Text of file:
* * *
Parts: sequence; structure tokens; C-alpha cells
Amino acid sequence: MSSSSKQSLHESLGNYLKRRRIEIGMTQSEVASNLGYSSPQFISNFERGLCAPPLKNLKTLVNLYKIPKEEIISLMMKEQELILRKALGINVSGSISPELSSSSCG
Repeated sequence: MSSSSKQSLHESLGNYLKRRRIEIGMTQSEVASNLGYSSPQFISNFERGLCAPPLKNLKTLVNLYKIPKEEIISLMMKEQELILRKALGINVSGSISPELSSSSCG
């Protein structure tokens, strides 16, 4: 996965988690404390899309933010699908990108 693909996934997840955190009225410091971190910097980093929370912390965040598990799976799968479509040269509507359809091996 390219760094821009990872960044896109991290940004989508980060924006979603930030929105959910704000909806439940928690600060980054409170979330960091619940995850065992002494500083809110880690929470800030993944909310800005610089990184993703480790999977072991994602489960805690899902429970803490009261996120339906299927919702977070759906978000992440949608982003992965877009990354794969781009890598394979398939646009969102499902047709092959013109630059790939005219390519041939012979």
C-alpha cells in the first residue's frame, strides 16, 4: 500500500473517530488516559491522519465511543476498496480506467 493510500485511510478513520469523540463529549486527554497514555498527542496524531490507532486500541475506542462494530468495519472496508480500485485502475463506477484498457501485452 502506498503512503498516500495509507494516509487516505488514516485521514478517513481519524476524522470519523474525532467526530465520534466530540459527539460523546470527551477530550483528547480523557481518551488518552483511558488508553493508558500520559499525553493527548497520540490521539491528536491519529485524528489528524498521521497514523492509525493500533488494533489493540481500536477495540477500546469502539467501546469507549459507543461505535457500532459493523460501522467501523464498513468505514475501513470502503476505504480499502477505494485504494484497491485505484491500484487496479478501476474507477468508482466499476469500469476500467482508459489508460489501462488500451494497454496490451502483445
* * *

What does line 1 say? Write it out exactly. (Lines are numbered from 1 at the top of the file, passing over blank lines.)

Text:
Parts: sequence; structure tokens; C-alpha cells